Posted by: Lisa Hill | March 10, 2018

Belladonna (2015), by Daša Drndić, translated by Celia Hawkesworth

Belladonna conceals its poison in beautiful mauve-black berries, and in its leaves and roots.  The berries are full of dark inky juice, bitter-sweet, the size of cherries, and are as refreshing as a vitamin drink, so they tempt passers-by: pick me, pick me and fly away to the land of dreams.  Those poisonous berries nestle comfortably in little green, five-pointed cups and sway in them quietly in the summer and autumn breeze. If eaten, just a few berries can kill a child, while an adult needs about twenty to begin to lose himself or herself, to set off for fantastical landscapes, because belladonna has a powerful hallucinogenic effect.  (p.381)

Daša Drndić has named her third novel Belladonna because she fears that the poison of nationalism is again affecting Europe, and this book is a wake-up call that identifies the resonances with the evils of the twentieth century.  The book has been shortlisted for the EBRD Prize for Translation, and this is the place to say that the translation is brilliant: the text is fluent, passionate and powerful in its evocation of a man at the end of his tether.

Andreas Ban is a writer and a psychologist, who retires on an inadequate pension from a university that he despises for its intellectual dishonesty and its evasions of history.  Ban the man is a metaphor for Croatia, because he has failed to interrogate his past until it is too late, and now the cancers have taken hold.  The book begins with an unedifying catalogue of all his ills, detailing the degeneration of his body and the dispiriting round of tests and evasive doctors (which reminded me momentarily of Wayne Macauley’s satirical Some Testsbut that was written with an entirely different purpose in mind).

The tone of the novel is excoriating.  This scene is from when Andreas is at a conference entitled ‘Intellectuals and War, 1939-1947’ and he attends a session where a woman participant had interviewed intellectuals who had fled to Argentina after the war.  Andreas asks a question because the presenter had condemned no one, concluded nothing, and, when he wants to know whether any of those intellectuals or their descendants

[had] apologised to the victims of their Ustasha fathers and grandfathers, because this woman scholar had talked with those bigoted ninety-year-old women, she, the scholar, shook her head in denial and everyone in the audience immediately screeched at him, Andreas Ban, That’s not the subject now, and he asked, What is the subject then and what’s all this for?  (p.112)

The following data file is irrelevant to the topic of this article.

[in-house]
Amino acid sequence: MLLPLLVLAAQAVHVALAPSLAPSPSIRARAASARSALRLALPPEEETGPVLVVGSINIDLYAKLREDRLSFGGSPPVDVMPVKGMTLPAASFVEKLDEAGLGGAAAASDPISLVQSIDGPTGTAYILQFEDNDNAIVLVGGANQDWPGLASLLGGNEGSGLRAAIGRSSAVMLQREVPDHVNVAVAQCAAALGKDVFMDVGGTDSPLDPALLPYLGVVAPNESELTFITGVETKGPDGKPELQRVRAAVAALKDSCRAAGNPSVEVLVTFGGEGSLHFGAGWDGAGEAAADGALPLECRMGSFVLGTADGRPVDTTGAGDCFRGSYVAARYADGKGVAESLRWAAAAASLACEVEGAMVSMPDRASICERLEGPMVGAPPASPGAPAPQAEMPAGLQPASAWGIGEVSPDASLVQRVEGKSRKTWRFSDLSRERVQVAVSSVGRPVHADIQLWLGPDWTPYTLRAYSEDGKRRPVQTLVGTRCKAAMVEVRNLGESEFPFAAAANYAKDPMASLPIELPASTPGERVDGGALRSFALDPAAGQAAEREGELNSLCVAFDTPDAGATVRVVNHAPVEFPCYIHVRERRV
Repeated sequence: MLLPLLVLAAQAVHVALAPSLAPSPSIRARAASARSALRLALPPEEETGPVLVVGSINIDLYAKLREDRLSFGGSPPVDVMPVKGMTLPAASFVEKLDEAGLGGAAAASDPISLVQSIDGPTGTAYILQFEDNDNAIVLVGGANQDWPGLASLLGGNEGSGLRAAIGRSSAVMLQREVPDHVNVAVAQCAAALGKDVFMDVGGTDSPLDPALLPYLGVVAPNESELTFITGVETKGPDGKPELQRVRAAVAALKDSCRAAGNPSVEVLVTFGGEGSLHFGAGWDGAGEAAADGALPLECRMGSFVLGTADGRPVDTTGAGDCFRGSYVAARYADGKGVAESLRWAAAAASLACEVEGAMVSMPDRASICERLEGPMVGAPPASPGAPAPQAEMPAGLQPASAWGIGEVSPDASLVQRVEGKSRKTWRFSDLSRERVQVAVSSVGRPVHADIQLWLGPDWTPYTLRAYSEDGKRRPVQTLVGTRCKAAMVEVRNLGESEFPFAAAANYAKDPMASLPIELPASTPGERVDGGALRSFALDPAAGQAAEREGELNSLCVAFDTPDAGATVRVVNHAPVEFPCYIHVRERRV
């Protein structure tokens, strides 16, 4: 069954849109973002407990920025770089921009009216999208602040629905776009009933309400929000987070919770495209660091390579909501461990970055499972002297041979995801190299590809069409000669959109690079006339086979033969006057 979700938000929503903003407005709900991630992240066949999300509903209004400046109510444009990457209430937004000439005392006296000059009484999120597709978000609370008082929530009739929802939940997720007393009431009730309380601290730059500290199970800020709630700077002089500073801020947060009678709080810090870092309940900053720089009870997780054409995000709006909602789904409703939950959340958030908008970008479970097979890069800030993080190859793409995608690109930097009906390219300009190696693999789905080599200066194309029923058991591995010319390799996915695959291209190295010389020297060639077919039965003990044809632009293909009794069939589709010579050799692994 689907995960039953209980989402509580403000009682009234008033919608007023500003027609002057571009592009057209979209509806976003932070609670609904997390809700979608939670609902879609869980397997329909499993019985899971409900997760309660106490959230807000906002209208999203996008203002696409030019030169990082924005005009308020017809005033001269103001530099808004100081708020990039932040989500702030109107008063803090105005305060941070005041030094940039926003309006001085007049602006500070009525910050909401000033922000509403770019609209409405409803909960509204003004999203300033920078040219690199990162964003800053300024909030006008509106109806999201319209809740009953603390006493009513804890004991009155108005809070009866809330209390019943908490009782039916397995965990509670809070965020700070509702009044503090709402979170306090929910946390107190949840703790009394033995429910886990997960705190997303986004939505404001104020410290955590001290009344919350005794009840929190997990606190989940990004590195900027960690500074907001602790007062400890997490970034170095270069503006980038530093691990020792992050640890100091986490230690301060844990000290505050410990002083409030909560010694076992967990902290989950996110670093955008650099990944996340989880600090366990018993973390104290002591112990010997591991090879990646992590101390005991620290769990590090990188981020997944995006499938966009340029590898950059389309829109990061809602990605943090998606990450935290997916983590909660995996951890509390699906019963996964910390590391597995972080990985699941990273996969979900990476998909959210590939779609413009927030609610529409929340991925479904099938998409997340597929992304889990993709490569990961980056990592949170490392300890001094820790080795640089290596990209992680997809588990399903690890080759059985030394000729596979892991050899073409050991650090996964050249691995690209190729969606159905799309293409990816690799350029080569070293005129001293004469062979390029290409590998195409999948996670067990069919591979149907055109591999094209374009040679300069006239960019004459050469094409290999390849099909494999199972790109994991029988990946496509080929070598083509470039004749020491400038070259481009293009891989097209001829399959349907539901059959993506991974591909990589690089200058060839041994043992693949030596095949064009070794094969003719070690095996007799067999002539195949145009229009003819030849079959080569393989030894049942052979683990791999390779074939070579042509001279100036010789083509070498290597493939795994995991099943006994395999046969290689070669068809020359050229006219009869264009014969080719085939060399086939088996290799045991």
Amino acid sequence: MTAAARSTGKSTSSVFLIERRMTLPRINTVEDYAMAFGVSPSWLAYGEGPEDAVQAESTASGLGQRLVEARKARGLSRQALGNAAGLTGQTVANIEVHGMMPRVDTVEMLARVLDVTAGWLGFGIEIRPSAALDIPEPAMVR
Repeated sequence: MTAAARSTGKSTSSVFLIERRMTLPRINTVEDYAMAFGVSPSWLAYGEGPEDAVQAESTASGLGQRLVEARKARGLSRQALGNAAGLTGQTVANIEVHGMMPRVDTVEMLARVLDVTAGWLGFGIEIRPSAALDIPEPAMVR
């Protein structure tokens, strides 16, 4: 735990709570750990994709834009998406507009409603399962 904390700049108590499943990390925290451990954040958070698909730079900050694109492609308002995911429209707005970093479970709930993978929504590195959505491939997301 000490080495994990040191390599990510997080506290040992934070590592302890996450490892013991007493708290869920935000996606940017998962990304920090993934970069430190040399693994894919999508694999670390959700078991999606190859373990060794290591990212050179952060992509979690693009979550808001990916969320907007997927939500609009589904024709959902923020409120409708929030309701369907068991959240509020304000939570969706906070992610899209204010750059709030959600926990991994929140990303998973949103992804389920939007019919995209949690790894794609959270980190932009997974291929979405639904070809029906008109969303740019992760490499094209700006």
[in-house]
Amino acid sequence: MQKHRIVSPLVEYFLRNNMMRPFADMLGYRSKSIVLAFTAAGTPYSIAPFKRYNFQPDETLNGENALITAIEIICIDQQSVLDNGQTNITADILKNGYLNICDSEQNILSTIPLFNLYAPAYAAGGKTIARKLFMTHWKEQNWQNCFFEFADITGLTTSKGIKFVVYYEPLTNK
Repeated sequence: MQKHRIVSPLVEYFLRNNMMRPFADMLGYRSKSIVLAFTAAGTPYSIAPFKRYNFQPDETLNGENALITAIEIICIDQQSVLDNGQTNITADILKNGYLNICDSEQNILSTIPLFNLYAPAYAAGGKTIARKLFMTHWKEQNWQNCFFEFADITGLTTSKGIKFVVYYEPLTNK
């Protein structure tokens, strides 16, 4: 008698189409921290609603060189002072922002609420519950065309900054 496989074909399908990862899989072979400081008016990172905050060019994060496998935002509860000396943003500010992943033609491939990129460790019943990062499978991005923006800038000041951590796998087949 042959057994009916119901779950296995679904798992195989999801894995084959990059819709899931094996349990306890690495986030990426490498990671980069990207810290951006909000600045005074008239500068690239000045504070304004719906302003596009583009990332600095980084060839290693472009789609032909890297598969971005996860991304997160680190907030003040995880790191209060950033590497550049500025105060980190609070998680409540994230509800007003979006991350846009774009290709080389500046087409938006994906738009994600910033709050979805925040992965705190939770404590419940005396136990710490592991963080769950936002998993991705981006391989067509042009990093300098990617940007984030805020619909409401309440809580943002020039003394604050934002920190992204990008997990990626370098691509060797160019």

The answer comes in a different session about journalists who had supported cultural cooperation with the enemy in order to retain their journalistic functions.  Critique of their ethics

… was not important […] because those who were concerned with the essential aspects of literature, aesthetics, narrative technique and so on, they did not stick their heads in the sand, maintained that university scholar, they concerned themselves with their profession, because literary criticism was not a free space for the expression of opinions of all kinds, it was for opinions about literature.  (p.113)

Drndić is scathing about the modern university, and perhaps not just those in Croatia:

Those departments, like the Faculty of Social Sciences as a whole, are meant to produce some kind of intellectual elite, but instead, for the most part, they produce meek people who procreate in mouse holes.  Who talk a lot but say a little.  Who are not heard outside their teaching rooms, and even then they talk quite softly and feebly, muttering to themselves. (p. 116)

She paraphrases the French philosopher Julien Benda‘s definition of an intellectual:

For Benda maintains that the intellectual is a person who nurtures, preserves and propagates independent judgement, a person loyal exclusively to truth, a courageous and wrathful individual for whom no force of this world is either too great or too frightening not to subject it to scrutiny and call it mercilessly to account… (p.118)